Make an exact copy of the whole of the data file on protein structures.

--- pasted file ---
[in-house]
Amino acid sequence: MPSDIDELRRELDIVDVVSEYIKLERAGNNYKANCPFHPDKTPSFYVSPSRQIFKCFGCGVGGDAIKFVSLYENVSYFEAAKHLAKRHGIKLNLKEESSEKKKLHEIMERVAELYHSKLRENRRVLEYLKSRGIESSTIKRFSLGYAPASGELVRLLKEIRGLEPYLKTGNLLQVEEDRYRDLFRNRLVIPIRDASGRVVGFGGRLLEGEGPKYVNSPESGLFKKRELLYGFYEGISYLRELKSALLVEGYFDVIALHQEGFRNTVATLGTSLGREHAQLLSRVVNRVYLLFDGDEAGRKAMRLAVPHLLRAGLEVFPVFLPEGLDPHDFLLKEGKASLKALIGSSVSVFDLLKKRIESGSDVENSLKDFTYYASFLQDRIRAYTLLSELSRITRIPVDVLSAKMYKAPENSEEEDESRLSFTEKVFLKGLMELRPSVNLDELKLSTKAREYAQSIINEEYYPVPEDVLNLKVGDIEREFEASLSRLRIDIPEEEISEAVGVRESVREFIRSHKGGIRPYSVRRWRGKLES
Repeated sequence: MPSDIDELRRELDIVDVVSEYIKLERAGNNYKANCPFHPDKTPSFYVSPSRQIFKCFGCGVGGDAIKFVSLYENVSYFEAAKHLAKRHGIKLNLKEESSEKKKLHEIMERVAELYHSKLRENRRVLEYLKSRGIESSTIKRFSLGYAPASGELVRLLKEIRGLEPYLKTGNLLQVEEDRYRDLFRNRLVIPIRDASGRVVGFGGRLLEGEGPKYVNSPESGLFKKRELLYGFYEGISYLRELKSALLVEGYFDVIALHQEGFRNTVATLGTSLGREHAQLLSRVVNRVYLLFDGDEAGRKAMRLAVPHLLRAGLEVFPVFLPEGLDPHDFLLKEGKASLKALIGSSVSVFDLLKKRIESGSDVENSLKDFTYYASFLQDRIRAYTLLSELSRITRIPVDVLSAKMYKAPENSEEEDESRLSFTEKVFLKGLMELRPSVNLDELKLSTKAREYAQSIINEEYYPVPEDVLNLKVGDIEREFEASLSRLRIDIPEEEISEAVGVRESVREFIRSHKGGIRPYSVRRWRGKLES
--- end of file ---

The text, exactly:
[in-house]
Amino acid sequence: MPSDIDELRRELDIVDVVSEYIKLERAGNNYKANCPFHPDKTPSFYVSPSRQIFKCFGCGVGGDAIKFVSLYENVSYFEAAKHLAKRHGIKLNLKEESSEKKKLHEIMERVAELYHSKLRENRRVLEYLKSRGIESSTIKRFSLGYAPASGELVRLLKEIRGLEPYLKTGNLLQVEEDRYRDLFRNRLVIPIRDASGRVVGFGGRLLEGEGPKYVNSPESGLFKKRELLYGFYEGISYLRELKSALLVEGYFDVIALHQEGFRNTVATLGTSLGREHAQLLSRVVNRVYLLFDGDEAGRKAMRLAVPHLLRAGLEVFPVFLPEGLDPHDFLLKEGKASLKALIGSSVSVFDLLKKRIESGSDVENSLKDFTYYASFLQDRIRAYTLLSELSRITRIPVDVLSAKMYKAPENSEEEDESRLSFTEKVFLKGLMELRPSVNLDELKLSTKAREYAQSIINEEYYPVPEDVLNLKVGDIEREFEASLSRLRIDIPEEEISEAVGVRESVREFIRSHKGGIRPYSVRRWRGKLES
Repeated sequence: MPSDIDELRRELDIVDVVSEYIKLERAGNNYKANCPFHPDKTPSFYVSPSRQIFKCFGCGVGGDAIKFVSLYENVSYFEAAKHLAKRHGIKLNLKEESSEKKKLHEIMERVAELYHSKLRENRRVLEYLKSRGIESSTIKRFSLGYAPASGELVRLLKEIRGLEPYLKTGNLLQVEEDRYRDLFRNRLVIPIRDASGRVVGFGGRLLEGEGPKYVNSPESGLFKKRELLYGFYEGISYLRELKSALLVEGYFDVIALHQEGFRNTVATLGTSLGREHAQLLSRVVNRVYLLFDGDEAGRKAMRLAVPHLLRAGLEVFPVFLPEGLDPHDFLLKEGKASLKALIGSSVSVFDLLKKRIESGSDVENSLKDFTYYASFLQDRIRAYTLLSELSRITRIPVDVLSAKMYKAPENSEEEDESRLSFTEKVFLKGLMELRPSVNLDELKLSTKAREYAQSIINEEYYPVPEDVLNLKVGDIEREFEASLSRLRIDIPEEEISEAVGVRESVREFIRSHKGGIRPYSVRRWRGKLES